COVID-19 vaccines boosters for all Australian adults have been given the green light, and will be rolled out in less than two weeks.
The national booster rollout cleared its final hurdle on Thursday, as the Australian Technical Advisory Group on Immunisation recommended third doses for all Australians aged 18 and over.
Aged care and health care workers will be prioritised in the initial stages, which will commence with Pfizer. But any adult fully-immunised at least six months ago will be eligible, regardless of which vaccine they had received.
Prime Minister Scott Morrison confirmed the program will begin on November 8, saying it would form an "important part" of Australia's post-reopening plans.
"There is enough vaccine right now, here in Australia, to ensure that everybody who wants both single and double vaccinations can have [them]," he told reporters on Thursday.
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Health Minister Greg Hunt said individual GPs could administer boosters from Thursday, ten days before the national rollout began. Extra Pfizer doses will also be sent to pharmacies across the country, he said.
"It will be up to individual pharmacies whether they take that up," he said.
Australia's reopening plans has been tethered to full-vaccination targets set at 70 and 80 per cent of the 16-and-over population.
But with full-vaccination classified as having received two doses, chief medical officer Paul Kelly said there would be no national target for boosters.
"After [two doses] is an extra bonus," he said.
"It definitely gives extra protection against severe disease particularly for older Australians and those that are in that vulnerable group."
Immuncompromised Australians have been receiving boosters since mid-October. But in a statement on Thursday, ATAGI recommended Pfizer be offered to the broader adult population.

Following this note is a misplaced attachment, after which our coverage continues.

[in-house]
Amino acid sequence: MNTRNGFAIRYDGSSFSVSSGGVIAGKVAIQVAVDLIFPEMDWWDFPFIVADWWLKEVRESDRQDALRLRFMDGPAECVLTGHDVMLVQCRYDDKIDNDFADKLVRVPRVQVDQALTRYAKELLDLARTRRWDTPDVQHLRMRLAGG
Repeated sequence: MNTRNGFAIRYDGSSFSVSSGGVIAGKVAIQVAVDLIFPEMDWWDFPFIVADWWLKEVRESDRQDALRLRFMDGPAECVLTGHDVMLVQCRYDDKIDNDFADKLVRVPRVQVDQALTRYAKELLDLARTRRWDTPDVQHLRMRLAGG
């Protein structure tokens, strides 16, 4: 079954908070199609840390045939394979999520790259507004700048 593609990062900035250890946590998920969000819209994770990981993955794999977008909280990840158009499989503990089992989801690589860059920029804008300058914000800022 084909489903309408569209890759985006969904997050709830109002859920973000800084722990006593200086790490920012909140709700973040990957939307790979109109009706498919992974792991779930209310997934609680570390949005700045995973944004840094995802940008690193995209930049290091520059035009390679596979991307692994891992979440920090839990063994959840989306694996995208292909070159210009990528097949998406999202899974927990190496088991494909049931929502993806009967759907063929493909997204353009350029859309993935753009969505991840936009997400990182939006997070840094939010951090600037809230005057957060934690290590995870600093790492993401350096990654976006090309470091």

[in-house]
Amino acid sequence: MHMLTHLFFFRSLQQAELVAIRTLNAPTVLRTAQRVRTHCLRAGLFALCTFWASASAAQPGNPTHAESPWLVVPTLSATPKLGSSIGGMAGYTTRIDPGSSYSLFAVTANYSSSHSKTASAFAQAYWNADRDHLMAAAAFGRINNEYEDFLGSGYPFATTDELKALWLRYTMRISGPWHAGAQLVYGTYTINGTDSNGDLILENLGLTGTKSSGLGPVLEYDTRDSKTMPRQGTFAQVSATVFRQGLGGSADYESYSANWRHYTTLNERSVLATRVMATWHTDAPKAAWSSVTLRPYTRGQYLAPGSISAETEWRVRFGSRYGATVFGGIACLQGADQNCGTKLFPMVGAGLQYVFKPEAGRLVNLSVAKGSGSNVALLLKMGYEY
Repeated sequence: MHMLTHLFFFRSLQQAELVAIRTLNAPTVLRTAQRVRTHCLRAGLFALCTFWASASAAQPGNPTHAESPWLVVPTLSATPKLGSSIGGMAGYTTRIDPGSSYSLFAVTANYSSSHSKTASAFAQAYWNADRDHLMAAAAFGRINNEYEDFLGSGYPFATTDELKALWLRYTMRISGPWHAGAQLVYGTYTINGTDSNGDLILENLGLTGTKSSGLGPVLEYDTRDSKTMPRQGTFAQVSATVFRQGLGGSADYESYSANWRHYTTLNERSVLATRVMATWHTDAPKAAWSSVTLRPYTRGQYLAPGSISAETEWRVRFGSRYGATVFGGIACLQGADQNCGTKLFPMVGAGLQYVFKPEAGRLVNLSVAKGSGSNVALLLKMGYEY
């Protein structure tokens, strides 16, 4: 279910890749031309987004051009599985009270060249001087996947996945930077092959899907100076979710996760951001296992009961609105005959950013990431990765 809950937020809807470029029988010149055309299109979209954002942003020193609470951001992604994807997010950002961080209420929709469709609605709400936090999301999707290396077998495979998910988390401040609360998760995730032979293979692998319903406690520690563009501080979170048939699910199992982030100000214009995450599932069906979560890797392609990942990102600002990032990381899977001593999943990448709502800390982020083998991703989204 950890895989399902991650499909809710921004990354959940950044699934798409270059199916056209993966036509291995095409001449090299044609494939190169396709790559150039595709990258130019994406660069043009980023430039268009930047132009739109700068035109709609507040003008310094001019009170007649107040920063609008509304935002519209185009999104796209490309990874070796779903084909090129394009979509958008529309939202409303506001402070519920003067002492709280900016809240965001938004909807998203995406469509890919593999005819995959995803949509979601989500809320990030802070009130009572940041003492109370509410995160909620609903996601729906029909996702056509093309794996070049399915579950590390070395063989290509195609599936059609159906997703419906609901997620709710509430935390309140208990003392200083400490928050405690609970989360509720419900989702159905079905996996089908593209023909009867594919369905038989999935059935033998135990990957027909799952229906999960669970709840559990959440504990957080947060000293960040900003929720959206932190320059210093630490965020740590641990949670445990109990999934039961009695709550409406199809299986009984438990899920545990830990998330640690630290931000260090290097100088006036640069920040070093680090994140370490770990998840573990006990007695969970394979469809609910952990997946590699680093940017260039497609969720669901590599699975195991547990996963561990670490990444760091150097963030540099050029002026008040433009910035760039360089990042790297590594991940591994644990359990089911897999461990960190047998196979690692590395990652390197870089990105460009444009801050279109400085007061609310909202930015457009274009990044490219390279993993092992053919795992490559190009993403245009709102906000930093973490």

AstraZeneca could also be used as a booster though was "not preferred", and a decision on Moderna will be made "in due course", it said.
Mr Hunt revealed he held talks with Novavax on Thursday, and expected the company to submit its own application "in the coming weeks".
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ATAGI said boosters would ward off waning immunity from initial doses and help neuter the emergence of new COVID-19 variants.
"Evidence on the benefits and risks of booster doses is still limited, but supports the benefit and safety of booster vaccination, particularly in high-risk groups," it said.
ATAGI recommended vulnerable Australians - including those with underlying medical conditions, those aged over 50, and Aboriginal and Torres Strait Islander Australians - be be given highest priority.
But it warned there was insufficient data to justify boosters for people aged under 18.
"In this age group, severe COVID-19 is uncommon, and the primary course of COVID-19 vaccines generates a strong immune response, so the benefit from additional doses of vaccine is likely to be small," its statement read.
It came after Australia edged past 75 per cent full-vaccination among its 16-and-over population. More than 87 per cent have received a first dose.
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